Capitol reporter Mary Wilson covers Pennsylvania politics and issues at the Pennsylvania state capitol.
Chesapeake Energy is temporarily shutting down completion operations and hydraulic fracturing at its 105 Pennsylvania Marcellus Shale wells, after a major fluid spill at a Bradford County site.
By and large, the leak is under control, but it still hasn’t been fully contained. Emergency officials thought they killed the spill Wednesday evening, but that wasn’t the case. In an afternoon interview, Department of Environmental Protection spokesman Dan Spadoni said a Texas-based containment company called “Boots and Coots” is leading the containment effort. “They have set up a mechanical system so that they can pump what’s called lost circulation material into the well to plug the leak,” he said. “They would then pump heavy mud into the well, and they are hopeful the combination will effectively seal the well. …There is a very small amount of flowback fluid that is coming from the well at the present time. Probably less than a barrel per minute. And that’s being vacuumed up by vacuum trucks. It’s not leaving the wellpad.”
Overall, thousands of gallons of chemical-laden fracking fluid have spilled. DEP has conducted tests at seven private drinking wells and eight water sites. “We don’t have those sample results back at this time,” said Spadoni, “However, the field check did not reveal any impacts to the Susquehanna.”
At least two Leroy Township families have been displaced by the spill.
Chesapeake’s voluntary fracking moratorium came a few hours after environmental group PennFuture urged DEP to shut down the company’s drilling operations. “This latest serious problem at a Chesapeake Energy well site demands a serious and vigorous response from DEP,” said president and CEO Jan Jarrett in a statement. “… let’s remember that in February, an inferno erupted at one of Chesapeake’s wells in Washington County injuring three workers. Clearly this company needs to get its house in order and demonstrate to DEP and the public that it can carry on drilling operations safely.”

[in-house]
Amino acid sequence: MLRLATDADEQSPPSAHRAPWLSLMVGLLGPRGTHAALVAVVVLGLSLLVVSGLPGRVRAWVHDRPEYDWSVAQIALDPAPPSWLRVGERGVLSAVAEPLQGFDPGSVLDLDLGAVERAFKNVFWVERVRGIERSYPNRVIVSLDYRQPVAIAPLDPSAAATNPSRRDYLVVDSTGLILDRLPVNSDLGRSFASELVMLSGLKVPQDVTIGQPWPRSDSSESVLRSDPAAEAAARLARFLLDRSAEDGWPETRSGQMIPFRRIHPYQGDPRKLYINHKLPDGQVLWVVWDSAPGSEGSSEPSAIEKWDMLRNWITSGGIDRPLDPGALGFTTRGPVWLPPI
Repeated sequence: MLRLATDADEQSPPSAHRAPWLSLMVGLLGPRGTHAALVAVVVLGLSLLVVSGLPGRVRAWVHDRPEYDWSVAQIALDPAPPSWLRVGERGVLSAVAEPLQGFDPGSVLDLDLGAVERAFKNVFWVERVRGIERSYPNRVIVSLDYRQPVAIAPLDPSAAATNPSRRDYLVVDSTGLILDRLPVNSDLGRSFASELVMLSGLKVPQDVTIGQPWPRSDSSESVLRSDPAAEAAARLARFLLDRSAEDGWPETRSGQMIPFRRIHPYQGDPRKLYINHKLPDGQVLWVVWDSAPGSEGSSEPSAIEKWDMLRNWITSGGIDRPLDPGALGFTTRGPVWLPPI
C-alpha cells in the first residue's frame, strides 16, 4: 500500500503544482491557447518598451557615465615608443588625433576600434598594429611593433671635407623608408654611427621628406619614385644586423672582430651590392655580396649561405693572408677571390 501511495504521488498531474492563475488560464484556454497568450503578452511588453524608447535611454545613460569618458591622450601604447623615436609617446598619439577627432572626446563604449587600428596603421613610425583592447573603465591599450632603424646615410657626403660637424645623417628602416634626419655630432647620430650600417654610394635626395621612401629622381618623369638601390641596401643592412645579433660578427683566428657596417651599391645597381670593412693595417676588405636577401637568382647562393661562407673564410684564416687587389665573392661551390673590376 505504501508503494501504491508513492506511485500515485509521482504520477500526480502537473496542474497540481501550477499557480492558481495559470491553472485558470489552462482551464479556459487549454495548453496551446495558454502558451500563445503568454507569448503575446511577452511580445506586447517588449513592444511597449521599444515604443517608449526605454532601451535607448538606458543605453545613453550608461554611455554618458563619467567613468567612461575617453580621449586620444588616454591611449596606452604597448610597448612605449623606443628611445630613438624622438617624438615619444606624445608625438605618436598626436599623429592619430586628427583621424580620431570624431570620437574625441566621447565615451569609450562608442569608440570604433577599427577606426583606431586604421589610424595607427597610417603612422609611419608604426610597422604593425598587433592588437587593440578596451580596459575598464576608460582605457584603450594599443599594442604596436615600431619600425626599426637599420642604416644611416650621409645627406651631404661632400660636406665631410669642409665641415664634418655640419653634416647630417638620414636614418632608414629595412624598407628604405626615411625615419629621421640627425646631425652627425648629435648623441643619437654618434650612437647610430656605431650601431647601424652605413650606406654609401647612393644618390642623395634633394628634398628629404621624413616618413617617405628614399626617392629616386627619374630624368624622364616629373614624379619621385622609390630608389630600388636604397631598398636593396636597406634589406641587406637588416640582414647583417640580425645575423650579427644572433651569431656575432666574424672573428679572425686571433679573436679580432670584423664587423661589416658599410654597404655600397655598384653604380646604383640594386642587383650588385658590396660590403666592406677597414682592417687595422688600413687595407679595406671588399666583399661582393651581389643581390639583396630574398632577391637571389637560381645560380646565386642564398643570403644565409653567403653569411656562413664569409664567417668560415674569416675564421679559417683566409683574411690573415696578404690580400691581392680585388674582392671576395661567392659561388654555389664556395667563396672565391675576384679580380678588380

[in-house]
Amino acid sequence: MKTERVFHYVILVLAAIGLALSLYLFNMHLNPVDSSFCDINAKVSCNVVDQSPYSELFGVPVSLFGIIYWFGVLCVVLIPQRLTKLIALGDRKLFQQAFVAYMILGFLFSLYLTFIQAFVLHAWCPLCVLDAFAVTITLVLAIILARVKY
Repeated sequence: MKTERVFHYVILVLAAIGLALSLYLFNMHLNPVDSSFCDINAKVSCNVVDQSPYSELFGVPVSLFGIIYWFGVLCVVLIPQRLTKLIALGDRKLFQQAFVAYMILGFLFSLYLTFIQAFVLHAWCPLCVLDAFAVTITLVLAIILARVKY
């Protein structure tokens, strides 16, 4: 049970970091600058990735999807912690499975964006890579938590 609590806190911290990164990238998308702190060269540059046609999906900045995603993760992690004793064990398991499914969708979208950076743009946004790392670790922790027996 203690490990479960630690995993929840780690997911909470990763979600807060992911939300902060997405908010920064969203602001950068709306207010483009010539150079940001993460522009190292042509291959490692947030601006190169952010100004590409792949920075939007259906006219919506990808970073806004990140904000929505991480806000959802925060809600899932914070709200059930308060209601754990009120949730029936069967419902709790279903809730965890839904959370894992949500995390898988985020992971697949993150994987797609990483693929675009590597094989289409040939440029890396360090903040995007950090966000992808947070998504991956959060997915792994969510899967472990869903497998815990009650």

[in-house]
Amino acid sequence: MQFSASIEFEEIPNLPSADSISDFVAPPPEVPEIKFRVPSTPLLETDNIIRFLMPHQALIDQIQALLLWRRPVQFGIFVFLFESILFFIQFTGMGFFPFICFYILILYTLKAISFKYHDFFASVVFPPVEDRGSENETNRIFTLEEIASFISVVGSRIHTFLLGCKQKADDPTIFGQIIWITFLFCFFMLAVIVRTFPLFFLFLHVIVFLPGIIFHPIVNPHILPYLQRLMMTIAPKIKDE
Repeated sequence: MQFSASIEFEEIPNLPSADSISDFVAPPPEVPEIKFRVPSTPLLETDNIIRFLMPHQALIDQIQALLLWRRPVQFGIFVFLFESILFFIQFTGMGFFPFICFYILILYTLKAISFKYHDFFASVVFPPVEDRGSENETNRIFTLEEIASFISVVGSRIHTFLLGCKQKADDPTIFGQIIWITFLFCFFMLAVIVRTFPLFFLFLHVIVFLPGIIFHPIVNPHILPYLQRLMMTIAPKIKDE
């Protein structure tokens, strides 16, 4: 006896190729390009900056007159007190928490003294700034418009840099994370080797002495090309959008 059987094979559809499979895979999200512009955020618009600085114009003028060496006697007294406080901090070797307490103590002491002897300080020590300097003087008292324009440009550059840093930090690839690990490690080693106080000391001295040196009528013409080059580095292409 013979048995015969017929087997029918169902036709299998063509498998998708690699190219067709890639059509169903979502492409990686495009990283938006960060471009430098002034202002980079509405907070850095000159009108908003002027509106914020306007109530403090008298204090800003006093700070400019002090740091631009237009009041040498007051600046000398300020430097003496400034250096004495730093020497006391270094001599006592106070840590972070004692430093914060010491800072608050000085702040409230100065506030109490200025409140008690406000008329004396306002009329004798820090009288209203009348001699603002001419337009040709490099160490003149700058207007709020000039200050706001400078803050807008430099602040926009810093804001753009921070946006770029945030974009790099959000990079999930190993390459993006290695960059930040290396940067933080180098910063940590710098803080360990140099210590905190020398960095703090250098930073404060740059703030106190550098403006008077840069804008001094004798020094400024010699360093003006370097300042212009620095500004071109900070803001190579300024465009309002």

Chesapeake is one of the state’s top drilling companies. Its latest statement reads, “The exact causation of the breach is unknown. The location of the breach is in a wellhead connection, and our investigative efforts will initially focus there; there is no evidence of a downhole casing failure of any type. Chesapeake has voluntarily suspended all completion operations in Pennsylvania as we evaluate this incident. There have been no injuries, and there continues to be no danger to the public.”
Photo credit: Laura Olson, Pittsburgh Post-Gazette
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